Beyond being a great way to rebound post-workout, smoothies seem like the epitome of a healthy snack. They’ve got fruit, are easy to make on busy days, and are endlessly customizable so you can basically never get bored. But the truth is that even though smoothies definitely can be part of your healthy-eating arsenal, they can also secretly be calorie and sugar bombs. Calorie-laden desserts certainly aren’t evil—sometimes it seems like they make life worth living. But it’s kind of annoying when you think you’re having something healthy that’s practically a dessert in disguise, especially if you’re attempting to lose weight. Here, eight things you should know about smoothies if you’ve got a weight-loss goal in mind.
1. Fruit is great for you, but it can also have a lot of calories and sugar—so if you’re trying to lose weight, you’ll want to watch portion sizes.
Even though fruit is healthy, tipping a boatload of it into your blender can be a bad thing. “Fruits’ sugars are natural, but they still add up,” Brigitte Zeitlin, M.P.H., R.D., C.D.N., founder of the New York-based BZ Nutrition, tells SELF. Fruit usually contains both fructose and glucose, the latter of which makes up carbohydrates, meaning it gives you energy. Even though fruit doesn’t have sucrose, or table sugar, too much of any kind of sugar can turn into fat, and over the long-term, it can potentially predispose you to diabetes and other chronic illnesses. Zeitlin recommends sticking to one serving of fruit per smoothie, which means one cup. That will help you keep your smoothies around 250 calories—much more than that, and you’re getting into meal territory.
2. Getting enough fiber is part of building a truly satiating smoothie.
“Fiber is key to staying full for long periods of time, so it wards off unnecessary snacking between meals,” says Zeitlin. When your smoothies don’t have enough of this essential nutrient, you may start overcompensating with extra fruit or grab a side snack along with your smoothie. To make sure your smoothie comes in at Zeitlin’s recommended five to eight grams of fiber, use fruit that still has its skin (the most fiber-rich part), like strawberries, apples, and pears. You can also load up on as many vegetables like kale and spinach as you like.
3. If you skimp on protein, you might find yourself hungry again before it’s time for your next meal.
Just like fiber, your smoothie won’t be filling if you don’t get enough protein. Plus, there’s the fact that when you drink instead of chew, it’s harder to eat mindfully and help flood your body with satiety cues. That makes getting enough protein extra important—if you don’t, you might be hungry and need to eat more later, accidentally taking in more calories than you intended. Zeitlin recommends aiming for around 10 grams of protein per smoothie. Consider adding something like two tablespoons of nut butter, which has around seven grams, or a half-cup of plain Greek yogurt, which has around 12.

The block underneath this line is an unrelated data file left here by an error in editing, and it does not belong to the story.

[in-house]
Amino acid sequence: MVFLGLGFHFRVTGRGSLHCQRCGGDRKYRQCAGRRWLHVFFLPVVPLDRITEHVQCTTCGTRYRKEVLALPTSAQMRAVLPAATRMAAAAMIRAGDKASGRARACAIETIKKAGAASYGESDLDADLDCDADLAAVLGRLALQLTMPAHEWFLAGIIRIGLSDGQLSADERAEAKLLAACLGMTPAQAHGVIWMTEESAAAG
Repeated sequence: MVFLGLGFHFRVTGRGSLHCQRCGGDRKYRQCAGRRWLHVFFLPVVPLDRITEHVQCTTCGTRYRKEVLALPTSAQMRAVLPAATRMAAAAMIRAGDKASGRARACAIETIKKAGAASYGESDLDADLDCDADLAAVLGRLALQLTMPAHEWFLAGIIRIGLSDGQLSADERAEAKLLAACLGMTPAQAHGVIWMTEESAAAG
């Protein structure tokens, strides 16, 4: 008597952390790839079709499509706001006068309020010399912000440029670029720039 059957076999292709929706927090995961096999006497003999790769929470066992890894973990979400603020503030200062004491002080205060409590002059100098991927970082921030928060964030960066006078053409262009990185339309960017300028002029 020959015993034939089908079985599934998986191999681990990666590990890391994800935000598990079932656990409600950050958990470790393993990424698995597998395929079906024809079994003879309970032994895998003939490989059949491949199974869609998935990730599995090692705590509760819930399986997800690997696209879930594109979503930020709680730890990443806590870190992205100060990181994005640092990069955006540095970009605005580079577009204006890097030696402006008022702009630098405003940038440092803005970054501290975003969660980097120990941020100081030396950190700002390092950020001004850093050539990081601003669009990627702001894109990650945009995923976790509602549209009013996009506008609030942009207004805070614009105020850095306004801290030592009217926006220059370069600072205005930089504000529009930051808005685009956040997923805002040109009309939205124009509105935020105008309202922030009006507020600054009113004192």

4. Fresh and frozen fruit are better options than canned if you’re trying to avoid added sugar.
“Canned fruit is sitting in sugar water,” says Zeitlin. Instead, turn to fresh or frozen fruit to get your fix. “I’ll often use frozen berries in my smoothies because I’m processing them anyway, then eat fresh fruit as snacks,” says Zeitlin. And if you’re worried that frozen fruit is lacking, don’t worry: it’s often flash frozen, meaning you won’t miss out on nutrients.
5. Sweeteners are perfect when you’re looking for a treat, but they can affect your smoothie’s calorie count.
Agave. Honey. Maple syrup. Juice. All delicious, to be sure. But they often make your smoothie’s calories skyrocket, especially if you’re not measuring out your portions. Luckily, they’re often not really necessary. “Smoothies should be naturally sweet from the fresh or frozen fruit you’re including,” says Zeitlin. If you still feel like your smoothies are missing that extra layer of flavor, consider adding spices like cinnamon and nutmeg or a few drops of vanilla extract.
6. Unsweetened milk substitutes have less sugar and calories, so they can be a better choice for weight loss.
Check the label before buying that almond or hemp milk. “Some versions have added sugar, but something like unsweetened vanilla almond milk can actually enhance the fruit’s natural sweetness,” says Zeitlin.
7. Making smoothies instead of ordering them at health shops is an easy way to keep tabs on exactly what you’re drinking.
Trendy smoothie and juice shops are sprouting up all over, and many of them do actually use healthy ingredients. The problem is that unless you’re the one making your smoothie, you can’t control the portions. Even if they employees are great at ballparking it, you can never be sure of exactly what you’re drinking. “The best way to make sure your portions are in check is to make your own smoothies at home,” says Zeitlin.
8. If you’re buying pre-packaged smoothies, it’s a smart idea to analyze the ingredients label.
They often only seem good for you. “Look at the ingredients label, because these usually have way too much sugar in them,” says Zeitlin. And those sugars often don’t just come from fruits, because packaged smoothies likely have added sugar in them as well. If it seems like the smoothie is mostly vegetables, less than 250 calories, and doesn’t have a ton of sugar, check the serving size. “One bottle might have two or three servings,” says Zeitlin.